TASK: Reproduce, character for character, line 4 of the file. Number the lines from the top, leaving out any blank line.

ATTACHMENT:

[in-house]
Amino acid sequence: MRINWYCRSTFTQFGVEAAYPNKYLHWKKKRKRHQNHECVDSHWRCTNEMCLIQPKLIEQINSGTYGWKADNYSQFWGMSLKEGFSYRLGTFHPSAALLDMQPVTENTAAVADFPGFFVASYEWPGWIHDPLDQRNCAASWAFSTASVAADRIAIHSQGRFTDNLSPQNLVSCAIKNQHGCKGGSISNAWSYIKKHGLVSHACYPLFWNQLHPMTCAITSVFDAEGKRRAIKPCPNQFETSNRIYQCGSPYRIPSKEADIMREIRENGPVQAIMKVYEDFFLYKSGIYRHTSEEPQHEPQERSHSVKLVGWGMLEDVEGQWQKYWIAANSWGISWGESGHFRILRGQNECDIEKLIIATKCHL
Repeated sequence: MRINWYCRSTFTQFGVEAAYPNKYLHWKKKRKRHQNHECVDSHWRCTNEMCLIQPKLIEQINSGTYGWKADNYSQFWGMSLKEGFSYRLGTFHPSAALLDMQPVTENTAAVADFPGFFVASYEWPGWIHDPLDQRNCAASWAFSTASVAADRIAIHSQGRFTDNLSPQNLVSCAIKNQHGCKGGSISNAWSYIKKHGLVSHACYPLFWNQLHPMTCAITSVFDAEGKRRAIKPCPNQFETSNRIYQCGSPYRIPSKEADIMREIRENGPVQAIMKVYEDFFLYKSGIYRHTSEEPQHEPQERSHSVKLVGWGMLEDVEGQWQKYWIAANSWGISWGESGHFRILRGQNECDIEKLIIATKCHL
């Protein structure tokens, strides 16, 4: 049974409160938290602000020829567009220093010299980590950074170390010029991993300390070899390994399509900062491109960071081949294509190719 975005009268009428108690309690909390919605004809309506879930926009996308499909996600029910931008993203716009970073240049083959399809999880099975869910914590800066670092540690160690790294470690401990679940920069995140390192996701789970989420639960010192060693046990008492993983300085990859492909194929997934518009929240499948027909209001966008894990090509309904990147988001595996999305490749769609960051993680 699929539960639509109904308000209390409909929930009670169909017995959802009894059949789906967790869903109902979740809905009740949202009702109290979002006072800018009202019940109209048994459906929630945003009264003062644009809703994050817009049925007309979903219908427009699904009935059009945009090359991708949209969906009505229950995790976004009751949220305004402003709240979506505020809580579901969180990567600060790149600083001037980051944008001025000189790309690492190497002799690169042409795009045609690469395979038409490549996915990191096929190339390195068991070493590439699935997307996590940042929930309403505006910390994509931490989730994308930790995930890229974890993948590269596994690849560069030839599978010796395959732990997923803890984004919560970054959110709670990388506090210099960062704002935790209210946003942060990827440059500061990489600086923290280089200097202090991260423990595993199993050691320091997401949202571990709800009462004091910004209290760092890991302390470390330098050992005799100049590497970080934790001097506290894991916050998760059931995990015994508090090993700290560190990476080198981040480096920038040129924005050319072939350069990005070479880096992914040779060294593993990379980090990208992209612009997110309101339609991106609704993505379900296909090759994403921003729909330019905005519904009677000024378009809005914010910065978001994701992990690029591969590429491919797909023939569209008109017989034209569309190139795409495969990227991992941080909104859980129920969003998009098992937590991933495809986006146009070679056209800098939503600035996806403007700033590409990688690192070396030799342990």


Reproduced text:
């Protein structure tokens, strides 16, 4: 049974409160938290602000020829567009220093010299980590950074170390010029991993300390070899390994399509900062491109960071081949294509190719 975005009268009428108690309690909390919605004809309506879930926009996308499909996600029910931008993203716009970073240049083959399809999880099975869910914590800066670092540690160690790294470690401990679940920069995140390192996701789970989420639960010192060693046990008492993983300085990859492909194929997934518009929240499948027909209001966008894990090509309904990147988001595996999305490749769609960051993680 699929539960639509109904308000209390409909929930009670169909017995959802009894059949789906967790869903109902979740809905009740949202009702109290979002006072800018009202019940109209048994459906929630945003009264003062644009809703994050817009049925007309979903219908427009699904009935059009945009090359991708949209969906009505229950995790976004009751949220305004402003709240979506505020809580579901969180990567600060790149600083001037980051944008001025000189790309690492190497002799690169042409795009045609690469395979038409490549996915990191096929190339390195068991070493590439699935997307996590940042929930309403505006910390994509931490989730994308930790995930890229974890993948590269596994690849560069030839599978010796395959732990997923803890984004919560970054959110709670990388506090210099960062704002935790209210946003942060990827440059500061990489600086923290280089200097202090991260423990595993199993050691320091997401949202571990709800009462004091910004209290760092890991302390470390330098050992005799100049590497970080934790001097506290894991916050998760059931995990015994508090090993700290560190990476080198981040480096920038040129924005050319072939350069990005070479880096992914040779060294593993990379980090990208992209612009997110309101339609991106609704993505379900296909090759994403921003729909330019905005519904009677000024378009809005914010910065978001994701992990690029591969590429491919797909023939569209008109017989034209569309190139795409495969990227991992941080909104859980129920969003998009098992937590991933495809986006146009070679056209800098939503600035996806403007700033590409990688690192070396030799342990």